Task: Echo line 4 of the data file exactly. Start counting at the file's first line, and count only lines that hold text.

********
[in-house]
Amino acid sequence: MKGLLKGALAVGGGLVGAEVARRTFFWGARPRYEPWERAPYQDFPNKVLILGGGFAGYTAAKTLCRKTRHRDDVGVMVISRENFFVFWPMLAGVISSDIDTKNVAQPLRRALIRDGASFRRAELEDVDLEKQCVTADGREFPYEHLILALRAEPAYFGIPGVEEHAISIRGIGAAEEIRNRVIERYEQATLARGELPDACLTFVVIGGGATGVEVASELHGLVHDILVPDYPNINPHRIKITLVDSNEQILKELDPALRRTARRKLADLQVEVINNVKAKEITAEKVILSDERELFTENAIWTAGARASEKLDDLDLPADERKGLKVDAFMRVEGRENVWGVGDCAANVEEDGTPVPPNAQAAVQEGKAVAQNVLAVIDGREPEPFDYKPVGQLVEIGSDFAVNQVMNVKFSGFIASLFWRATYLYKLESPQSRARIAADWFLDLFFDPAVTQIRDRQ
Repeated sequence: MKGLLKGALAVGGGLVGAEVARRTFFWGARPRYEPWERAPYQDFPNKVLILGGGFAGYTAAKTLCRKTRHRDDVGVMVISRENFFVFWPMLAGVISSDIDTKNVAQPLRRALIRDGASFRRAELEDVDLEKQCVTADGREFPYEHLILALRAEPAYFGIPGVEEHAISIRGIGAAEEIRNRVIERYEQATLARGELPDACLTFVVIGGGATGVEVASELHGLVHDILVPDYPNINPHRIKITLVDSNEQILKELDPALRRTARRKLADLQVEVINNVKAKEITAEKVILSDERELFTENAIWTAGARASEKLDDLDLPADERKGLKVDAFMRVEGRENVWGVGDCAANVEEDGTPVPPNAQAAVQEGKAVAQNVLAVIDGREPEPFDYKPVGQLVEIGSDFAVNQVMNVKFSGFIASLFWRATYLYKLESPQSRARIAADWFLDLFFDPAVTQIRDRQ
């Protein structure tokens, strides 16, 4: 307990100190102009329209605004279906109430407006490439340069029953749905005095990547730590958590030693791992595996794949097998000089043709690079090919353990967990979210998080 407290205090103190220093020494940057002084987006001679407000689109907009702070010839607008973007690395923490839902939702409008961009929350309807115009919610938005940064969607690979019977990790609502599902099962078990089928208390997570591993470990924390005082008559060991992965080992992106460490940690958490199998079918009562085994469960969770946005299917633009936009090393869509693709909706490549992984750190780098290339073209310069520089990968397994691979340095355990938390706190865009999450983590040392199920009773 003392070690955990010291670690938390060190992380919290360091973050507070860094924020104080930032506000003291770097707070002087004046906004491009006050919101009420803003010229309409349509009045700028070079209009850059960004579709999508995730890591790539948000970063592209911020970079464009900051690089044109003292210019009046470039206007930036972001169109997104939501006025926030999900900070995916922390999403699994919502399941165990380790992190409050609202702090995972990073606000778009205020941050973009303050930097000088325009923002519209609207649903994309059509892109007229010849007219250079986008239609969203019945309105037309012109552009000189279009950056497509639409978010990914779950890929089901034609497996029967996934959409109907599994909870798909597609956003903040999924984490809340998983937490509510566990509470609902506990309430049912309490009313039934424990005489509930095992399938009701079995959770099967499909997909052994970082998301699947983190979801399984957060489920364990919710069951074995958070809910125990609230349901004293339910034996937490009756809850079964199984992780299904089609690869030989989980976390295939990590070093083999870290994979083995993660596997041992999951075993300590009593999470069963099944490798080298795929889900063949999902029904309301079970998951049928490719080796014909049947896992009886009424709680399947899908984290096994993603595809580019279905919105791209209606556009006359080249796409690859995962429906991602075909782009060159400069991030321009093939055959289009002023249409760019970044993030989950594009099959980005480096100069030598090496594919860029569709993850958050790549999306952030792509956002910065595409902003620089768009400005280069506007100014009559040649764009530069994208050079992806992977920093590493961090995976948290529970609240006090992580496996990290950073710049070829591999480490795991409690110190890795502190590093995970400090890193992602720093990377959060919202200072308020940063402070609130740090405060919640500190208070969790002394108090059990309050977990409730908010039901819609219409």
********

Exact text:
């Protein structure tokens, strides 16, 4: 307990100190102009329209605004279906109430407006490439340069029953749905005095990547730590958590030693791992595996794949097998000089043709690079090919353990967990979210998080 407290205090103190220093020494940057002084987006001679407000689109907009702070010839607008973007690395923490839902939702409008961009929350309807115009919610938005940064969607690979019977990790609502599902099962078990089928208390997570591993470990924390005082008559060991992965080992992106460490940690958490199998079918009562085994469960969770946005299917633009936009090393869509693709909706490549992984750190780098290339073209310069520089990968397994691979340095355990938390706190865009999450983590040392199920009773 003392070690955990010291670690938390060190992380919290360091973050507070860094924020104080930032506000003291770097707070002087004046906004491009006050919101009420803003010229309409349509009045700028070079209009850059960004579709999508995730890591790539948000970063592209911020970079464009900051690089044109003292210019009046470039206007930036972001169109997104939501006025926030999900900070995916922390999403699994919502399941165990380790992190409050609202702090995972990073606000778009205020941050973009303050930097000088325009923002519209609207649903994309059509892109007229010849007219250079986008239609969203019945309105037309012109552009000189279009950056497509639409978010990914779950890929089901034609497996029967996934959409109907599994909870798909597609956003903040999924984490809340998983937490509510566990509470609902506990309430049912309490009313039934424990005489509930095992399938009701079995959770099967499909997909052994970082998301699947983190979801399984957060489920364990919710069951074995958070809910125990609230349901004293339910034996937490009756809850079964199984992780299904089609690869030989989980976390295939990590070093083999870290994979083995993660596997041992999951075993300590009593999470069963099944490798080298795929889900063949999902029904309301079970998951049928490719080796014909049947896992009886009424709680399947899908984290096994993603595809580019279905919105791209209606556009006359080249796409690859995962429906991602075909782009060159400069991030321009093939055959289009002023249409760019970044993030989950594009099959980005480096100069030598090496594919860029569709993850958050790549999306952030792509956002910065595409902003620089768009400005280069506007100014009559040649764009530069994208050079992806992977920093590493961090995976948290529970609240006090992580496996990290950073710049070829591999480490795991409690110190890795502190590093995970400090890193992602720093990377959060919202200072308020940063402070609130740090405060919640500190208070969790002394108090059990309050977990409730908010039901819609219409």